(Bloomberg) -- Google lost its bid to topple a record 100 million-euro ($112 million) fine from French privacy watchdogs over how it manages its cookies.

France’s top administrative court backed regulators who in 2020 criticized the search giant for automatically placing the tracking devices -- often used to gather data for advertising purposes -- on the devices of google.fr users as soon as they arrived on the website.

CNIL was right to find that Google’s behavior “amounted to a lack of clear and compete information of users, a failure to seek their prior consent and a deficient mechanism to block the cookies,” Conseil d’Etat judges said in their Friday ruling.

The Alphabet Inc. unit and French privacy watchdog CNIL have locked horns twice in two years over the use of cookies to track users online movements. Earlier this month, CNIL set a fresh record when it hit Google with a 150 million-euro penalty for still not giving users an easy way out of its cookies.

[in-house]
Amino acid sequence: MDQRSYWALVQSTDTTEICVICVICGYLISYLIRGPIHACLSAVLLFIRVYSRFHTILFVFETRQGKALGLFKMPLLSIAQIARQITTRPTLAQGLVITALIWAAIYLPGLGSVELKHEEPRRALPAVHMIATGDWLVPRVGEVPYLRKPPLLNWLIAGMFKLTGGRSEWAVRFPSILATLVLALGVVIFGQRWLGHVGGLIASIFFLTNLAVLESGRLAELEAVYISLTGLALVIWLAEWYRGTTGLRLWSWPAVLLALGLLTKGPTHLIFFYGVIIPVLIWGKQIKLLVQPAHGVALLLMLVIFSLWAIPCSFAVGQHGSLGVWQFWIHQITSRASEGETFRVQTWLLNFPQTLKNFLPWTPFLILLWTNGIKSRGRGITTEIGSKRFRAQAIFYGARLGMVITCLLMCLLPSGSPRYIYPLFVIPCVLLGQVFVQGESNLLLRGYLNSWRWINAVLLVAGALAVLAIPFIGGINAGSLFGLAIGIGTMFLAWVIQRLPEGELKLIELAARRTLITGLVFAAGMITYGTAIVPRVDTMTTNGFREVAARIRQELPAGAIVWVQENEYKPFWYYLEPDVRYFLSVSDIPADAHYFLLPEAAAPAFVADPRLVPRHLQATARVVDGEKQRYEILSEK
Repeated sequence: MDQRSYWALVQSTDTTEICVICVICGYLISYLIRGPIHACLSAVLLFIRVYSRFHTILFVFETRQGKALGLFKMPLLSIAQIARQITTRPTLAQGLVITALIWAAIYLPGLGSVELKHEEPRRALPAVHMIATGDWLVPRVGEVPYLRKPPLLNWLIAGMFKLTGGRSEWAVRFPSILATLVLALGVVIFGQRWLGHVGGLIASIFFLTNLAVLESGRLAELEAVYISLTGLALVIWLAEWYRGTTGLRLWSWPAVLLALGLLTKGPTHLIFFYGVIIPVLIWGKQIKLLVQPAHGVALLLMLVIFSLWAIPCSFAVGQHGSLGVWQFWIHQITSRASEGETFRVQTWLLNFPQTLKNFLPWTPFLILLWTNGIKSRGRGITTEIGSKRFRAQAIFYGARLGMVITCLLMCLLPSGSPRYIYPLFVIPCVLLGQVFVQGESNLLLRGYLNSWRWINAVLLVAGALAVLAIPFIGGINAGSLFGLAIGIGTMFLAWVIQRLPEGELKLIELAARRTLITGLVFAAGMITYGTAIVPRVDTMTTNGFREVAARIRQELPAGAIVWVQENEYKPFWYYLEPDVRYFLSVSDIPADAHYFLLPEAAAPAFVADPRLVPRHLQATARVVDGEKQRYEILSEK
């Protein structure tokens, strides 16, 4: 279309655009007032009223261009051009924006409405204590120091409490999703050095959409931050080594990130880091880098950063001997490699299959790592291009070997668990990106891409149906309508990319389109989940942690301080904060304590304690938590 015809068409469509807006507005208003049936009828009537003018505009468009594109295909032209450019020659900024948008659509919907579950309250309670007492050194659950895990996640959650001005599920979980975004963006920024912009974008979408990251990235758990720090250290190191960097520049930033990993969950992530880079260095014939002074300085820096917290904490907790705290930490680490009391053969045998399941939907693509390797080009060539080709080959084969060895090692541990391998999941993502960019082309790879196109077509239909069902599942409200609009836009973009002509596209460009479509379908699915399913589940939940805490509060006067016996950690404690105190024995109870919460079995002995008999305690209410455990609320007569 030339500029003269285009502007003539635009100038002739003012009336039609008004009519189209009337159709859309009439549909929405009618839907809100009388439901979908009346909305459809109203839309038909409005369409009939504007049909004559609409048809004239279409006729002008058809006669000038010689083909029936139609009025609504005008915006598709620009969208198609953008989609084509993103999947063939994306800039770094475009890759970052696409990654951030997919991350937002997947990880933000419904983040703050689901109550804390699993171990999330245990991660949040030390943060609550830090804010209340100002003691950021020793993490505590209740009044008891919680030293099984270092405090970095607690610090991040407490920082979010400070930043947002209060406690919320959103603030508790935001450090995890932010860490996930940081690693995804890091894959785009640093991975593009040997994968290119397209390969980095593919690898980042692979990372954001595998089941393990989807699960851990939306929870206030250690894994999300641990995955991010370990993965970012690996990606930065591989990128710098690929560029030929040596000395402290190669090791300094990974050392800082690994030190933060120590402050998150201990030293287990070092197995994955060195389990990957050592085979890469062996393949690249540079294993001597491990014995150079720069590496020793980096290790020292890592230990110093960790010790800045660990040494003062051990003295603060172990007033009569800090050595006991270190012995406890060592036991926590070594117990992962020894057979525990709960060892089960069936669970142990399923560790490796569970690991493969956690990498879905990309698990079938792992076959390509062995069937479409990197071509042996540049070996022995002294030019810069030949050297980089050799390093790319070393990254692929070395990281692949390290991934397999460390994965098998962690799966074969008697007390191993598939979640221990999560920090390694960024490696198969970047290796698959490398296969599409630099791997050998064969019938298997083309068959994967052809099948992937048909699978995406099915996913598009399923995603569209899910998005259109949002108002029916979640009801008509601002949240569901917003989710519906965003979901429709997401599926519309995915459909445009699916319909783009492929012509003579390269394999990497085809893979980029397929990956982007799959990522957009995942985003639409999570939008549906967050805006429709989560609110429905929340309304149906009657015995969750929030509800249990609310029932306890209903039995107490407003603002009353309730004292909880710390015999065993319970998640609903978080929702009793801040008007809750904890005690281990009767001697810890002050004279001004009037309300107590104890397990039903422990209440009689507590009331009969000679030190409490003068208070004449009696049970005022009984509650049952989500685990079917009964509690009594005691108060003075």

Read more: Google, Facebook Slapped With French Privacy Fines Over Cookies

A Google spokesperson said it implemented the changes required by CNIL in 2021 and added that the company remains committed to constructive engagement with the regulator.

European Union data protection regulators have gained unprecedented fining powers since the bloc’s General Data Protection Regulation, or GDPR, took effect in May 2018, which allows them to levy penalties of as much as 4% of a company’s annual global sales. The latest Google fines are based on yet another set of rules regulating the use of online tracking devices and come amid a much fiercer climate of regulatory scrutiny of tech giants worldwide.

(Updates with details on ruling, Google comment starting in third paragraph)

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